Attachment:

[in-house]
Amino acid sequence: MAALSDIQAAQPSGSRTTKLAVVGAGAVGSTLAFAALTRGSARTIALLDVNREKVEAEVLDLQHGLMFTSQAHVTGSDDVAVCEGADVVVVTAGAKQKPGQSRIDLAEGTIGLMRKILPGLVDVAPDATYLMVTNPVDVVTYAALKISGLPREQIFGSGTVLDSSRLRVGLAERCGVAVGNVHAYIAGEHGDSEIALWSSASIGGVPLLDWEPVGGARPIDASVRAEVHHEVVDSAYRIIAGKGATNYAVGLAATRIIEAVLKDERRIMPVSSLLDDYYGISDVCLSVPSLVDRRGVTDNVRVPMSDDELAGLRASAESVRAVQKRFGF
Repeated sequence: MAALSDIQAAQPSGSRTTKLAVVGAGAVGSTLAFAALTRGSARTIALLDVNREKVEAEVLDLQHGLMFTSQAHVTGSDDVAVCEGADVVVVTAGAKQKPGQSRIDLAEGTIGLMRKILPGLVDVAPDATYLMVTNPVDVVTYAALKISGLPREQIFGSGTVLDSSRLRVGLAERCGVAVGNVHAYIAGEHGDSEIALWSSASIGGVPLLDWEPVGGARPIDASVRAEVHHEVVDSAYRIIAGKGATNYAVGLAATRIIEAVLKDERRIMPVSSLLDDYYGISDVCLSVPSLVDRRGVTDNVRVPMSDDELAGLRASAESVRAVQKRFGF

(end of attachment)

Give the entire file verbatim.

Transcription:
[in-house]
Amino acid sequence: MAALSDIQAAQPSGSRTTKLAVVGAGAVGSTLAFAALTRGSARTIALLDVNREKVEAEVLDLQHGLMFTSQAHVTGSDDVAVCEGADVVVVTAGAKQKPGQSRIDLAEGTIGLMRKILPGLVDVAPDATYLMVTNPVDVVTYAALKISGLPREQIFGSGTVLDSSRLRVGLAERCGVAVGNVHAYIAGEHGDSEIALWSSASIGGVPLLDWEPVGGARPIDASVRAEVHHEVVDSAYRIIAGKGATNYAVGLAATRIIEAVLKDERRIMPVSSLLDDYYGISDVCLSVPSLVDRRGVTDNVRVPMSDDELAGLRASAESVRAVQKRFGF
Repeated sequence: MAALSDIQAAQPSGSRTTKLAVVGAGAVGSTLAFAALTRGSARTIALLDVNREKVEAEVLDLQHGLMFTSQAHVTGSDDVAVCEGADVVVVTAGAKQKPGQSRIDLAEGTIGLMRKILPGLVDVAPDATYLMVTNPVDVVTYAALKISGLPREQIFGSGTVLDSSRLRVGLAERCGVAVGNVHAYIAGEHGDSEIALWSSASIGGVPLLDWEPVGGARPIDASVRAEVHHEVVDSAYRIIAGKGATNYAVGLAATRIIEAVLKDERRIMPVSSLLDDYYGISDVCLSVPSLVDRRGVTDNVRVPMSDDELAGLRASAESVRAVQKRFGF